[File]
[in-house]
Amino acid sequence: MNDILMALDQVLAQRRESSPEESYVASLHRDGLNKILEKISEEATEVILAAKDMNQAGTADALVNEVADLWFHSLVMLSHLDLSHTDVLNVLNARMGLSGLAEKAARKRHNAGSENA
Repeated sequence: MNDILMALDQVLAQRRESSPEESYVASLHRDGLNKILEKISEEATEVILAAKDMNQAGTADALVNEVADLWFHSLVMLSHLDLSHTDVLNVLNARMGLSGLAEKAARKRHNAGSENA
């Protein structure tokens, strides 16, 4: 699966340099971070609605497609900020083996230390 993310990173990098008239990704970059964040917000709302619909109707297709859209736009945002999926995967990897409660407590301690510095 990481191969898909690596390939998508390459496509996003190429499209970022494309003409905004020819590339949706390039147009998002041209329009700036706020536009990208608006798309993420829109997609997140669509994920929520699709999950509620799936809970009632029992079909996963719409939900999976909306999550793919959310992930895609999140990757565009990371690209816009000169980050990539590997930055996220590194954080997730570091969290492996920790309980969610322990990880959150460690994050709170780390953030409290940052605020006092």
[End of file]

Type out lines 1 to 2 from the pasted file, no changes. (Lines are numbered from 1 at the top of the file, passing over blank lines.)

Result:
[in-house]
Amino acid sequence: MNDILMALDQVLAQRRESSPEESYVASLHRDGLNKILEKISEEATEVILAAKDMNQAGTADALVNEVADLWFHSLVMLSHLDLSHTDVLNVLNARMGLSGLAEKAARKRHNAGSENA